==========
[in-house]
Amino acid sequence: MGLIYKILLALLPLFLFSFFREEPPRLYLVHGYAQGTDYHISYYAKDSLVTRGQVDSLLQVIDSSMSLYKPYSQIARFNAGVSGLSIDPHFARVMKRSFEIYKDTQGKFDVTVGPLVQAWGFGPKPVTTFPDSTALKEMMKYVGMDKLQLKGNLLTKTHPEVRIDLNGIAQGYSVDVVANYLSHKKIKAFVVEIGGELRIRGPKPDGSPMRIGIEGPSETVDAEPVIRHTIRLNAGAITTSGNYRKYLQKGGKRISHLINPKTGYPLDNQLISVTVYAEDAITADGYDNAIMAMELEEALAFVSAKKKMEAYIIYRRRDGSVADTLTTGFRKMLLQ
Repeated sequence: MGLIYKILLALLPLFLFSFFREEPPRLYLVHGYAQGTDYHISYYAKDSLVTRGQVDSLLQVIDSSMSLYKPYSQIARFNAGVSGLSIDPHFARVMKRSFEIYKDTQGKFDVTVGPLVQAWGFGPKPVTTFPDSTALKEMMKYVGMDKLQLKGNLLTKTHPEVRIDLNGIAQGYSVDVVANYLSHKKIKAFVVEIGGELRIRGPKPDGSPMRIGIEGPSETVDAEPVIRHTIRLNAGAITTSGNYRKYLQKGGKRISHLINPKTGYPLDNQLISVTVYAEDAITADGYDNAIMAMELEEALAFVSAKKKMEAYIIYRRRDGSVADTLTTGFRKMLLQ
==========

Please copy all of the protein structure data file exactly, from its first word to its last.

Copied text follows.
[in-house]
Amino acid sequence: MGLIYKILLALLPLFLFSFFREEPPRLYLVHGYAQGTDYHISYYAKDSLVTRGQVDSLLQVIDSSMSLYKPYSQIARFNAGVSGLSIDPHFARVMKRSFEIYKDTQGKFDVTVGPLVQAWGFGPKPVTTFPDSTALKEMMKYVGMDKLQLKGNLLTKTHPEVRIDLNGIAQGYSVDVVANYLSHKKIKAFVVEIGGELRIRGPKPDGSPMRIGIEGPSETVDAEPVIRHTIRLNAGAITTSGNYRKYLQKGGKRISHLINPKTGYPLDNQLISVTVYAEDAITADGYDNAIMAMELEEALAFVSAKKKMEAYIIYRRRDGSVADTLTTGFRKMLLQ
Repeated sequence: MGLIYKILLALLPLFLFSFFREEPPRLYLVHGYAQGTDYHISYYAKDSLVTRGQVDSLLQVIDSSMSLYKPYSQIARFNAGVSGLSIDPHFARVMKRSFEIYKDTQGKFDVTVGPLVQAWGFGPKPVTTFPDSTALKEMMKYVGMDKLQLKGNLLTKTHPEVRIDLNGIAQGYSVDVVANYLSHKKIKAFVVEIGGELRIRGPKPDGSPMRIGIEGPSETVDAEPVIRHTIRLNAGAITTSGNYRKYLQKGGKRISHLINPKTGYPLDNQLISVTVYAEDAITADGYDNAIMAMELEEALAFVSAKKKMEAYIIYRRRDGSVADTLTTGFRKMLLQ